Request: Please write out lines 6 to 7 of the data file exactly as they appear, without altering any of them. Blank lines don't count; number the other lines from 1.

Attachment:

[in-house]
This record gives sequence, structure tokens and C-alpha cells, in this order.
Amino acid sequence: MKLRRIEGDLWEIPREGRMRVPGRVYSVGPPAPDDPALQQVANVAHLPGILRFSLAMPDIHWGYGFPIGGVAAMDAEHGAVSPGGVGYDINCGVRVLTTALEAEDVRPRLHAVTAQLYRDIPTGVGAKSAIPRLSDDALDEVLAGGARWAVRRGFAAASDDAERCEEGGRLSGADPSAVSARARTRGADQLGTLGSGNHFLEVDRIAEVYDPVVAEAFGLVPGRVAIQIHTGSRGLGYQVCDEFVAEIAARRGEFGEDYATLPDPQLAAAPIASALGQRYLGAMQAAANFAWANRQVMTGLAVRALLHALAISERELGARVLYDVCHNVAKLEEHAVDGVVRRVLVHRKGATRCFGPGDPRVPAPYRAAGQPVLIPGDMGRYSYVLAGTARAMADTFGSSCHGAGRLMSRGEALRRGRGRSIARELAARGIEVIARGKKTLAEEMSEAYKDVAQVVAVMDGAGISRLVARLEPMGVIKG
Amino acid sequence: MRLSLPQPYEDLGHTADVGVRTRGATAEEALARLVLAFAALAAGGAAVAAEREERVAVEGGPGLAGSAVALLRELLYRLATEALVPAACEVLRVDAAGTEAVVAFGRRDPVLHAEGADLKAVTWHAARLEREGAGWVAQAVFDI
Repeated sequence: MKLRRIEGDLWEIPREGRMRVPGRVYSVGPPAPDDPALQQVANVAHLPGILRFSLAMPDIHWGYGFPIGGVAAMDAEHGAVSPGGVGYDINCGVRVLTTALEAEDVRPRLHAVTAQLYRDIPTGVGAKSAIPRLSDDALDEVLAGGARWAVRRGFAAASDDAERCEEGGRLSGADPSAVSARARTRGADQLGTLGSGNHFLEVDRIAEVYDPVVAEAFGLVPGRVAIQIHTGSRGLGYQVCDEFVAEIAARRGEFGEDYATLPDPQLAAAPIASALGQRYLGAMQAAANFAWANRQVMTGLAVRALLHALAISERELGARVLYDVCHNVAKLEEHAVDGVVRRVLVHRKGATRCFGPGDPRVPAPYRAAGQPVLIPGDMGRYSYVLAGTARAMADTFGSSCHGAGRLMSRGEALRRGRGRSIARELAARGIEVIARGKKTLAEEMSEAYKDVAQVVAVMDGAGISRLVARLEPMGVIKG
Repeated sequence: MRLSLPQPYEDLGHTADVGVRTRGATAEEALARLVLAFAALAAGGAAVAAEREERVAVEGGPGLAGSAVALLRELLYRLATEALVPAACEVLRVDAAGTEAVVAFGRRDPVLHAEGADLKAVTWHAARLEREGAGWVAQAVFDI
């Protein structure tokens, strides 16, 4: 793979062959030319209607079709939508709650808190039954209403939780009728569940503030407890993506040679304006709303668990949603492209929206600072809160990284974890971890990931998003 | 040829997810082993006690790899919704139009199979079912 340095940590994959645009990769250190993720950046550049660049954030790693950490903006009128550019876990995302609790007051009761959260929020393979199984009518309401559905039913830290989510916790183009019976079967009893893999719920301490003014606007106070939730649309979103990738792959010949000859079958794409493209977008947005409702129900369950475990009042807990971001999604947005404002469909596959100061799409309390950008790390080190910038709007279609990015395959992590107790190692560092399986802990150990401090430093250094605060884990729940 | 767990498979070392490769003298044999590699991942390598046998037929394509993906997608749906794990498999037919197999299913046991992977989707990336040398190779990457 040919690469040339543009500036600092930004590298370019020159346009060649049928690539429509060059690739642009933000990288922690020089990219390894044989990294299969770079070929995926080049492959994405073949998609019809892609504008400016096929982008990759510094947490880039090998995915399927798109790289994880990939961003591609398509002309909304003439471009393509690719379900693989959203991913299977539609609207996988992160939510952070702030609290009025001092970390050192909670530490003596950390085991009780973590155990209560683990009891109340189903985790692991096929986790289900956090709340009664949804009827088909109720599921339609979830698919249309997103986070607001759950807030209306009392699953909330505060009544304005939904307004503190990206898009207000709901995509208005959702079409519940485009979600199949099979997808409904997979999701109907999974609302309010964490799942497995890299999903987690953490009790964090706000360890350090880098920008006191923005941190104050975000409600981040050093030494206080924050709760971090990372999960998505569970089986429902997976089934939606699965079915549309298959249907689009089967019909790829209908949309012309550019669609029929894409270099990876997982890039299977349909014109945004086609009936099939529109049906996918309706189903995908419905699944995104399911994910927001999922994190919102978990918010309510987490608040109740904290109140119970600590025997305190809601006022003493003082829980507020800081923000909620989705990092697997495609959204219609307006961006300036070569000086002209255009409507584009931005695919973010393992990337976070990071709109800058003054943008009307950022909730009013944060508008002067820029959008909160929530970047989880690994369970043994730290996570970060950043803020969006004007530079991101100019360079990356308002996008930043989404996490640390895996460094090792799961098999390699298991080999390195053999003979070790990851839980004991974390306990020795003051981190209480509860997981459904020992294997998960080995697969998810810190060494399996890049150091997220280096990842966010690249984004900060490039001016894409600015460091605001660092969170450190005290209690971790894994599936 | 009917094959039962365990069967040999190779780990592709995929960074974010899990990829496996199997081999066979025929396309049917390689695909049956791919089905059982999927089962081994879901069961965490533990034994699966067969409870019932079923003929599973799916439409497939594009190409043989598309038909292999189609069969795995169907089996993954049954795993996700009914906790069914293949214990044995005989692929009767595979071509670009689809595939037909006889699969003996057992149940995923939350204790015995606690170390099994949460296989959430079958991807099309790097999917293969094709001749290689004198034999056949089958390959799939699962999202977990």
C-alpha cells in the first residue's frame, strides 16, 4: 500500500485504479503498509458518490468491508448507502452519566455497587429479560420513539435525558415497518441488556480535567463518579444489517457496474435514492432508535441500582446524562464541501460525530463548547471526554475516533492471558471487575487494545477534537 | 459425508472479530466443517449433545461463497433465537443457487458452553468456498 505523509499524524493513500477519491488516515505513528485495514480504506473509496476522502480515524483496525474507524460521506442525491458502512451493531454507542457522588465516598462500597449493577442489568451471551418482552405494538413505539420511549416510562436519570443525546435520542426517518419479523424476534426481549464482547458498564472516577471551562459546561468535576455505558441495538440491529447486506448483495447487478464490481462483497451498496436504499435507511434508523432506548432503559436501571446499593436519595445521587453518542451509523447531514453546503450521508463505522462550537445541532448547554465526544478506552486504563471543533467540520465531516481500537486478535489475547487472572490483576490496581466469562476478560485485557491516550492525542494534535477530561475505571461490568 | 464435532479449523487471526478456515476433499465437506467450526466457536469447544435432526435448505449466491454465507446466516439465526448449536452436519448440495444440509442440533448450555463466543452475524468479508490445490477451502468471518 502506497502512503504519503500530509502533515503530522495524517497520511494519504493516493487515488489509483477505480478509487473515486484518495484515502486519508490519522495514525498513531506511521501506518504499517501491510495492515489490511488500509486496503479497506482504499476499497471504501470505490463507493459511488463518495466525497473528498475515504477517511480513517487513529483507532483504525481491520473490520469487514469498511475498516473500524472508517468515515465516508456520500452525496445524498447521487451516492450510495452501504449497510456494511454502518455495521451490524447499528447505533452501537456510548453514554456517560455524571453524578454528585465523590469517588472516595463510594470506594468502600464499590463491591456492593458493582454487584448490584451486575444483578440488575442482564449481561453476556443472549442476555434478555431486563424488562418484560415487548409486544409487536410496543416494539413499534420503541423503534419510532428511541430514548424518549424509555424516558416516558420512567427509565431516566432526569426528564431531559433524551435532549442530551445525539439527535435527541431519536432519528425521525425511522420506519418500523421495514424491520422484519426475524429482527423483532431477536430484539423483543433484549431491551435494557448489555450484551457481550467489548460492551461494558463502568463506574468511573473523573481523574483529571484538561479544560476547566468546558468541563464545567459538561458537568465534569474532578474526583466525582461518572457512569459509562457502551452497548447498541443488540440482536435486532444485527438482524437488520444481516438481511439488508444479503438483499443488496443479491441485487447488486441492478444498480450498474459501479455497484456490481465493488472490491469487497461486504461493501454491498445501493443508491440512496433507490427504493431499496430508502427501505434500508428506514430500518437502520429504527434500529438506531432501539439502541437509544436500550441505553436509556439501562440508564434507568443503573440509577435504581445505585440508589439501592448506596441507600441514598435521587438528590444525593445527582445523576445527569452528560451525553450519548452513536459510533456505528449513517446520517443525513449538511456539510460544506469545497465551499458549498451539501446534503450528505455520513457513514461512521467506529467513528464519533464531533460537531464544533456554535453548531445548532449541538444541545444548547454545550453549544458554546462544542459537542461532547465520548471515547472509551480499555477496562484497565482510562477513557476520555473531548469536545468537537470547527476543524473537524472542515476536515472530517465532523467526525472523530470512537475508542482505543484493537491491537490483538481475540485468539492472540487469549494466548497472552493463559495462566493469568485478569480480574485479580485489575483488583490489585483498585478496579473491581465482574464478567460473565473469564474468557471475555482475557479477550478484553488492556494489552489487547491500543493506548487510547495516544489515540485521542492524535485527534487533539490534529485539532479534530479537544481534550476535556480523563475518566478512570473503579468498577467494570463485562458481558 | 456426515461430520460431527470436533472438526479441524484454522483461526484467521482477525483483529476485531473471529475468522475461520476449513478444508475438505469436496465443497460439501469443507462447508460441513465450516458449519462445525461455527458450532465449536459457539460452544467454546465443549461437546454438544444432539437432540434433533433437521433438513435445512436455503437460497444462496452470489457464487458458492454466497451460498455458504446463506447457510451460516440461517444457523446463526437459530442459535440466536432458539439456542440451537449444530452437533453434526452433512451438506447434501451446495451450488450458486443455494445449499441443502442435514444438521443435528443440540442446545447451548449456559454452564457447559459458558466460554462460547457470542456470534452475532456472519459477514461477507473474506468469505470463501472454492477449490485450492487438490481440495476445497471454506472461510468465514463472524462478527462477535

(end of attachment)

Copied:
Repeated sequence: MRLSLPQPYEDLGHTADVGVRTRGATAEEALARLVLAFAALAAGGAAVAAEREERVAVEGGPGLAGSAVALLRELLYRLATEALVPAACEVLRVDAAGTEAVVAFGRRDPVLHAEGADLKAVTWHAARLEREGAGWVAQAVFDI
């Protein structure tokens, strides 16, 4: 793979062959030319209607079709939508709650808190039954209403939780009728569940503030407890993506040679304006709303668990949603492209929206600072809160990284974890971890990931998003 | 040829997810082993006690790899919704139009199979079912 340095940590994959645009990769250190993720950046550049660049954030790693950490903006009128550019876990995302609790007051009761959260929020393979199984009518309401559905039913830290989510916790183009019976079967009893893999719920301490003014606007106070939730649309979103990738792959010949000859079958794409493209977008947005409702129900369950475990009042807990971001999604947005404002469909596959100061799409309390950008790390080190910038709007279609990015395959992590107790190692560092399986802990150990401090430093250094605060884990729940 | 767990498979070392490769003298044999590699991942390598046998037929394509993906997608749906794990498999037919197999299913046991992977989707990336040398190779990457 040919690469040339543009500036600092930004590298370019020159346009060649049928690539429509060059690739642009933000990288922690020089990219390894044989990294299969770079070929995926080049492959994405073949998609019809892609504008400016096929982008990759510094947490880039090998995915399927798109790289994880990939961003591609398509002309909304003439471009393509690719379900693989959203991913299977539609609207996988992160939510952070702030609290009025001092970390050192909670530490003596950390085991009780973590155990209560683990009891109340189903985790692991096929986790289900956090709340009664949804009827088909109720599921339609979830698919249309997103986070607001759950807030209306009392699953909330505060009544304005939904307004503190990206898009207000709901995509208005959702079409519940485009979600199949099979997808409904997979999701109907999974609302309010964490799942497995890299999903987690953490009790964090706000360890350090880098920008006191923005941190104050975000409600981040050093030494206080924050709760971090990372999960998505569970089986429902997976089934939606699965079915549309298959249907689009089967019909790829209908949309012309550019669609029929894409270099990876997982890039299977349909014109945004086609009936099939529109049906996918309706189903995908419905699944995104399911994910927001999922994190919102978990918010309510987490608040109740904290109140119970600590025997305190809601006022003493003082829980507020800081923000909620989705990092697997495609959204219609307006961006300036070569000086002209255009409507584009931005695919973010393992990337976070990071709109800058003054943008009307950022909730009013944060508008002067820029959008909160929530970047989880690994369970043994730290996570970060950043803020969006004007530079991101100019360079990356308002996008930043989404996490640390895996460094090792799961098999390699298991080999390195053999003979070790990851839980004991974390306990020795003051981190209480509860997981459904020992294997998960080995697969998810810190060494399996890049150091997220280096990842966010690249984004900060490039001016894409600015460091605001660092969170450190005290209690971790894994599936 | 009917094959039962365990069967040999190779780990592709995929960074974010899990990829496996199997081999066979025929396309049917390689695909049956791919089905059982999927089962081994879901069961965490533990034994699966067969409870019932079923003929599973799916439409497939594009190409043989598309038909292999189609069969795995169907089996993954049954795993996700009914906790069914293949214990044995005989692929009767595979071509670009689809595939037909006889699969003996057992149940995923939350204790015995606690170390099994949460296989959430079958991807099309790097999917293969094709001749290689004198034999056949089958390959799939699962999202977990």